Drafting a personal statement

You should view your personal statement as a narrative that paints a portrait of you as an individual and demonstrates your passion for your field of inquiry. An important aspect of this narrative is a strong “hook”. Fellowships are competitive and individual reviewers may be looking at hundreds of applications at a time. Anything that captures a reader’s attention and makes you stick out in the pile can make a real difference. The personal statement is not just a story about your trajectory. It is a place to show your creativity. For example, you can start with a story of how you became interested in science (avoiding clichés of course) or give an example of an obstacle you had to overcome. In any event, you should craft the statement so that the reviewers see you as an individual and not just another applicant in the pile.

Within the personal statement, you should synthesize your life experience, personal history, family background (and how it influences your intellectual development), the education and cultural opportunities (or lack of if there is a desire to learn more) to which you have been exposed and the ways in which these experiences have affected you. This being said, real estate is limited for many of these applications, therefore the price of each word is valuable. Although the personal statement is a place to include the things mentioned above, you should only offer information relevant to the fellowship’s goals, your research and your career path, nothing more. Every word counts and how the statement is organized and how you use the limited space available is often part of the review criteria.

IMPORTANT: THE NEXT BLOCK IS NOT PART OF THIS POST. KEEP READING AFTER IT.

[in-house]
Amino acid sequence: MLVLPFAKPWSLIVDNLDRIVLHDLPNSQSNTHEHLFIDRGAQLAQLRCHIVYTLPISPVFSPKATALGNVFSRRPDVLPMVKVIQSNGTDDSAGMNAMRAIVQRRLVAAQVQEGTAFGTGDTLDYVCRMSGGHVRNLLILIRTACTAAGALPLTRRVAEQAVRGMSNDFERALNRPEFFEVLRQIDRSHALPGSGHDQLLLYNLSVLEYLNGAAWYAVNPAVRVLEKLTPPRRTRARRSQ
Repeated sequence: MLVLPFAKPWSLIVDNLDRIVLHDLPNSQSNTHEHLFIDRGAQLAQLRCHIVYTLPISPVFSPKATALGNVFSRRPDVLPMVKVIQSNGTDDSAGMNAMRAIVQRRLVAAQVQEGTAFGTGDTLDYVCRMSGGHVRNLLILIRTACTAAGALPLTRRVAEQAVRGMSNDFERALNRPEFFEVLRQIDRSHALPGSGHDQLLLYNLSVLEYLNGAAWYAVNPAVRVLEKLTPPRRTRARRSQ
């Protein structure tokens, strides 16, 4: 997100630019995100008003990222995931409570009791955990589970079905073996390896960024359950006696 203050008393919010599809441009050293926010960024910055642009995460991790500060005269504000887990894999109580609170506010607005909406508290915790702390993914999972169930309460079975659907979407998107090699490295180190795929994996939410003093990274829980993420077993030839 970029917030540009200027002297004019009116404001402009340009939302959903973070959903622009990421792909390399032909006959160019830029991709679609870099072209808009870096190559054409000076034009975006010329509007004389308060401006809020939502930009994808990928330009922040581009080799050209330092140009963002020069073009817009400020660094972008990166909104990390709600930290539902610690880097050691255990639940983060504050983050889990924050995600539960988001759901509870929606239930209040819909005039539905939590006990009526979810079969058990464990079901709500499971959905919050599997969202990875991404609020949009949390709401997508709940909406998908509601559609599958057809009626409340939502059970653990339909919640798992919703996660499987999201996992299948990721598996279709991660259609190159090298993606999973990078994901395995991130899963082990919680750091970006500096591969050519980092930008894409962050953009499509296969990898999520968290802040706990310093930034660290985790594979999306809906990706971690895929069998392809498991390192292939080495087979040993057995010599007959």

A fellowship application is not a collection of individual documents. It is an application package and therefore everything should be tied together. The personal statement should demonstrate that you are organized, strategic and have a clear thought process thereby justifying that you are qualified to carry out the research you are proposing in your research proposal. The statement should also demonstrate your career goals and show how you plan to use the skills you will develop while supported by the fellowship. Lastly, if the fellowship is looking for applicants that can achieve stated goals or live by certain ideals, you should be certain to address these in the personal statement. For example, the NSF GRFP’s two-part criteria states that their applicants and their research are of intellectual merit and will make a broader impact on society.